An Inventory of the Historical Monuments in Essex, Volume 4, South east. Originally published by His Majesty's Stationery Office, London, 1923.
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34. GREAT WAKERING. (G.d.)
(O.S. 6 in. lxxix. N.W.)
Great Wakering is a small parish on the coast, 4 m. E.N.E. of Southend-on-Sea. The church is the principal monument.
(1). Roman tiles from Great Wakering, possibly from brick-earth pits near Wakering Stairs, are in Prittlewell Priory Museum, and may indicate continued occupation in a place known, by the discovery of many Late Celtic burial-urns, now in the Colchester Museum, to have been inhabited just before the Roman occupation.
(2). Parish Church of St. Nicholas (Plate, p. 60) stands at the E. end of the village. The walls are of roughly coursed ragstone-rubble with some septaria and flint; the dressings are of Reigate and other limestone; the roofs are tiled and the spire boarded. The Chancel and Nave were built c. 1100. The ground-stage of the West Tower was added c. 1130, the upper part of the tower being completed towards the end of the same century. The chancel-arch was re-built in the 15th century re-using older material and late in the 15th century the West Porch with the room over were built. The South Porch was added early in the 16th century. The North Chapel or annexe was built in 1843 and the church has been restored in modern times.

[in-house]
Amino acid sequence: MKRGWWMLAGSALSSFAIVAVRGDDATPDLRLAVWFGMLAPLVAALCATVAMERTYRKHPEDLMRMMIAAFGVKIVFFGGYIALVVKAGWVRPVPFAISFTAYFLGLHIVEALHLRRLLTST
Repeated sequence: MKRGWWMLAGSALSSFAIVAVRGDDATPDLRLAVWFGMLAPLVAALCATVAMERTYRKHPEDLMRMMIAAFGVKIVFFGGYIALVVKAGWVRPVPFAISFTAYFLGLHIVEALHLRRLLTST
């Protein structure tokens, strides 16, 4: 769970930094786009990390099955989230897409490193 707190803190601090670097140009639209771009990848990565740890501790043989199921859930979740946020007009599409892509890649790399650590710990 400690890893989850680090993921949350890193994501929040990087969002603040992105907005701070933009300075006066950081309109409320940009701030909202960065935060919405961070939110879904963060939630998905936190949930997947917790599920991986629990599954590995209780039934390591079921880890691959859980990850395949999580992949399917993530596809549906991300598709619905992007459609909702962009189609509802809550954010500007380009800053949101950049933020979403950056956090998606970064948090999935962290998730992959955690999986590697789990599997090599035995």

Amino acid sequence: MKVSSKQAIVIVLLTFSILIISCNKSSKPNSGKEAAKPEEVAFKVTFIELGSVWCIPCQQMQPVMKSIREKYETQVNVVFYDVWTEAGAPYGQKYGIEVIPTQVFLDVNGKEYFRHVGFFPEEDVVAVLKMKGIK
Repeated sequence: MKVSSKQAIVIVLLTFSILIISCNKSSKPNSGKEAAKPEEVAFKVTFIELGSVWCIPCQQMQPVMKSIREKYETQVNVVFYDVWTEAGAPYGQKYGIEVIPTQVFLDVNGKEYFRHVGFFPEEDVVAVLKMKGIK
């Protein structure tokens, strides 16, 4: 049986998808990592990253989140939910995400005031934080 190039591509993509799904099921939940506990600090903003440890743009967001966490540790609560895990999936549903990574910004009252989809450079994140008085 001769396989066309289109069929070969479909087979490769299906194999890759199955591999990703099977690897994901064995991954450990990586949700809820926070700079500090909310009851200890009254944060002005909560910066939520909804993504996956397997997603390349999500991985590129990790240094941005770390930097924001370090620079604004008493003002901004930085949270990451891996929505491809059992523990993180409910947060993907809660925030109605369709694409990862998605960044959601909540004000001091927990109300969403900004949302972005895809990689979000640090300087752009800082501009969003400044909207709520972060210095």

The 12th-century W. Tower is interesting and the W. Porch is an unusual feature.
Architectural Description—The Chancel (25 ft. by 19 ft.) has an E. window all modern except the splays and segmental-pointed rear-arch which are probably of the 14th century. The N. arcade is modern. In the S. wall are three windows, the two eastern are early 13th-century lancets restored externally in Roman cement; the westernmost window is of late 15th-century date and of two cinque-foiled lights with vertical tracery in a square head; E. of the middle window is the E. jamb and part of the head of a single-light window of c. 1100. The 15th-century chancel-arch is two-centred and of two chamfered orders, the outer continuous and the inner resting on attached semi-octagonal shafts with moulded capitals and hollow-chamfered bases; the responds, except the capitals, are of the 13th century, possibly re-set.